The British doctor and his wife and 9 other couples set a goal to cross more than 4,800 km across the Atlantic Ocean to raise money to support charities.
Charlie Fleury and her husband Adam Baker, both 31 years old, in the UK, working in the emergency and accident department of Royal Devon and Exeter Hospitals, are taking on the challenge called Talisker Whiskey Atlantic more than 4,800 km long, from 12/02. twelfth.
Specifically, the couple will sail from the Canary Islands across the Atlantic Ocean and land in Antigua, Caribbean. In addition to the Fleurys, there were nine other couples participating.
“I hope to be able to raise £100,000 after completing the challenge,” said Charlie Fleury, adding that the entire amount will be donated to Devon Ambulance and Aviation, Royal Devon Hospital and Exeter, the charity Save Life at Sea (RNLI) and the mental health charity Mind in the UK.
The idea to raise money for a rowing boat came about when Fleury took on a camping challenge on a frozen lake in Norway. She then convinced her husband to join, even though Mr. Baker was seasick. “I want to overcome my fear and overcome the fierceness of the ocean with ten-meter-high waves in the sea, with my wife,” Mr. Baker said. Before that, though, the couple’s sailing trips were no longer than five days.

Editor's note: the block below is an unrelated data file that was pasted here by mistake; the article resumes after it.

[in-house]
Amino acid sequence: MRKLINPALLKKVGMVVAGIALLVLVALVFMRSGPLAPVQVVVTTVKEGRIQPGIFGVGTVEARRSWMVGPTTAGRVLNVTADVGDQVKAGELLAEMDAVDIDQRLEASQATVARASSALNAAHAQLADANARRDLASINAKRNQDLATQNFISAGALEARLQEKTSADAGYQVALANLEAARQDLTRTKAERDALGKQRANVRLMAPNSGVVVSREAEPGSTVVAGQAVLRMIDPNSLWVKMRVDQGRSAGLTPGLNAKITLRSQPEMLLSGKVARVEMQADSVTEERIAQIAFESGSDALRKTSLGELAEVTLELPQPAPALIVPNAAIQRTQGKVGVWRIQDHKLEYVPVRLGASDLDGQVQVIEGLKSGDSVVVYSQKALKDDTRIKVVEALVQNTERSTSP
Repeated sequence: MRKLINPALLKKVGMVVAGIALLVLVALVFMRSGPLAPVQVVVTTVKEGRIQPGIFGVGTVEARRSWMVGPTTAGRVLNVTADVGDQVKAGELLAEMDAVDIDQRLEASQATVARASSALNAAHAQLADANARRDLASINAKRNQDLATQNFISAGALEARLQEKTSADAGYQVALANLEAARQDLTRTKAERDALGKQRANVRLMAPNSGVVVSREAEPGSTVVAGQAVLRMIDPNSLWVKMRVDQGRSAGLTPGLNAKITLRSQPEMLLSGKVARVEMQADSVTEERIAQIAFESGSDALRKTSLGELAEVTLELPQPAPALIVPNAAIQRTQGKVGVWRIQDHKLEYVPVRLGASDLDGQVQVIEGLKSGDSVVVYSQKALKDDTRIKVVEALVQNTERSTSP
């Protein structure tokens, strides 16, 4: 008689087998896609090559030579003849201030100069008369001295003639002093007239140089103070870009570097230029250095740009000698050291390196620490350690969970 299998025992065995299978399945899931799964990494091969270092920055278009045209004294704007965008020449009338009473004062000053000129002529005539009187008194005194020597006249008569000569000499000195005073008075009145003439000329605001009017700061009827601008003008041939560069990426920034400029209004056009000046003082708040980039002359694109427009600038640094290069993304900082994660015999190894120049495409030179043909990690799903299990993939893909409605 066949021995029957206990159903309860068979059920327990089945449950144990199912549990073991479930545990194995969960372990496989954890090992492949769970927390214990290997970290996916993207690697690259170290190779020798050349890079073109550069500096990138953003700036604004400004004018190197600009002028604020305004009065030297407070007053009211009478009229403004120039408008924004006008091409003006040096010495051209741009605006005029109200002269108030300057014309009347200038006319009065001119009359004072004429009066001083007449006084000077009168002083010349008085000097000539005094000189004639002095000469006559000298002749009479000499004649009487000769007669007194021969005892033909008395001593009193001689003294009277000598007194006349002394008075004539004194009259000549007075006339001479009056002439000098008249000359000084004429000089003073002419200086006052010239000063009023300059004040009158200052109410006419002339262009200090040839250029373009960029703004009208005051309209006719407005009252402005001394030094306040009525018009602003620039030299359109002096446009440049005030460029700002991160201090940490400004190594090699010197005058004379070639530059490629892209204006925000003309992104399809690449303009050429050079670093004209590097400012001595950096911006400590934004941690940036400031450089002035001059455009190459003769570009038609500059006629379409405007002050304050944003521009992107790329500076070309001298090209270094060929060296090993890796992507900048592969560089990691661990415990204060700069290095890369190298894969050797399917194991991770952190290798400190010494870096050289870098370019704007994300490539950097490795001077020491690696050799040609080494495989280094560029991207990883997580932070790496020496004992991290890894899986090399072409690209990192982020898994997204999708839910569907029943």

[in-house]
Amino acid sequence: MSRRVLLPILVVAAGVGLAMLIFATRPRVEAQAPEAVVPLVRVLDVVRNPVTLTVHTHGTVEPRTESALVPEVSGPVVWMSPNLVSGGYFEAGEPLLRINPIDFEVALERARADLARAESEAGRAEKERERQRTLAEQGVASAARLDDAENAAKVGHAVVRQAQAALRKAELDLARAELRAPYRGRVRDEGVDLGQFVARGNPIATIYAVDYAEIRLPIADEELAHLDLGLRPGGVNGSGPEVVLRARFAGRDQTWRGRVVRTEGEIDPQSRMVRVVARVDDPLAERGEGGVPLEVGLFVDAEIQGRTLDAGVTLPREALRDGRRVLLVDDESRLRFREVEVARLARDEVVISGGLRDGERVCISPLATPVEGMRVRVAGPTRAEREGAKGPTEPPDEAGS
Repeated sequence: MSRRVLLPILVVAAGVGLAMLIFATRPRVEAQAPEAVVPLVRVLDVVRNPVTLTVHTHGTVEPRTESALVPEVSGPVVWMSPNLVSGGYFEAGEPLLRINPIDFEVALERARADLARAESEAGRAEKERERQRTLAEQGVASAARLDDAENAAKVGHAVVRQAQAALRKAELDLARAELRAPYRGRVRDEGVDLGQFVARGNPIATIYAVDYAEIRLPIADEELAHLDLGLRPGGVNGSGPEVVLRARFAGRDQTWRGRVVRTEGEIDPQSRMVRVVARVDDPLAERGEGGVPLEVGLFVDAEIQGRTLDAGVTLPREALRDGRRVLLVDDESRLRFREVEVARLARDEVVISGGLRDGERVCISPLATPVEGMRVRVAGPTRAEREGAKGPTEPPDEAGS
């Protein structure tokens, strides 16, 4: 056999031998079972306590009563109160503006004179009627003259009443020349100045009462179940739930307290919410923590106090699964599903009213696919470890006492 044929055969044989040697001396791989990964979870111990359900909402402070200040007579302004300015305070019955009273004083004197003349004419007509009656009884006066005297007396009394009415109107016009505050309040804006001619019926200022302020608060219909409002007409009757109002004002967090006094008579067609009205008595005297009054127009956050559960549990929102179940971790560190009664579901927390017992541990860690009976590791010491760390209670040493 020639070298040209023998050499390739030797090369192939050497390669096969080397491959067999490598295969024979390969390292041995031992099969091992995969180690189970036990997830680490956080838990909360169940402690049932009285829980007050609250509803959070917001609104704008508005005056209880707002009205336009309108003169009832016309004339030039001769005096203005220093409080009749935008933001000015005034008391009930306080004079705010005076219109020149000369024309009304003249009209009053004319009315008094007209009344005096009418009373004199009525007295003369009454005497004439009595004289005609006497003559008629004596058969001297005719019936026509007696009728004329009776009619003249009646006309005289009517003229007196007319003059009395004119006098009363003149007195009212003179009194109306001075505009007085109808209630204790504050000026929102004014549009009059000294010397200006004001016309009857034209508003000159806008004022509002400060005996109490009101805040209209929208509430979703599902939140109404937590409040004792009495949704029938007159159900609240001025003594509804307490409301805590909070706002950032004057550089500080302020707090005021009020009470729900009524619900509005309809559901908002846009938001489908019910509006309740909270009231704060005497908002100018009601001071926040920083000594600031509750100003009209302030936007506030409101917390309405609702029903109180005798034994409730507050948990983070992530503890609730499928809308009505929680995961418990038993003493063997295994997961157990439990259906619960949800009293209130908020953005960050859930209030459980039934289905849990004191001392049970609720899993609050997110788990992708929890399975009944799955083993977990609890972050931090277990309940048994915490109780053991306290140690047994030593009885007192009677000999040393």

The journey is expected to last for 40 days, the couple will take turns rowing continuously on a boat named Percy, about 7.3 meters long. Food for the trip includes light, high-calorie foods, along with nuts, crisps, nut butters, protein powder and chocolate bars.
Before embarking on the journey, Mr. Baker and his wife had undergone training courses on how to use boating equipment, handling emergencies, as well as physical training.
In addition to charity, the couple hope the sea crossing will help them better understand the survival of men and women when placed in the same harsh living conditions. Thereby collecting useful information, serving the research on endurance of both sexes in the coming time.
Minh Phuong (According to Dailymail, The Guardian)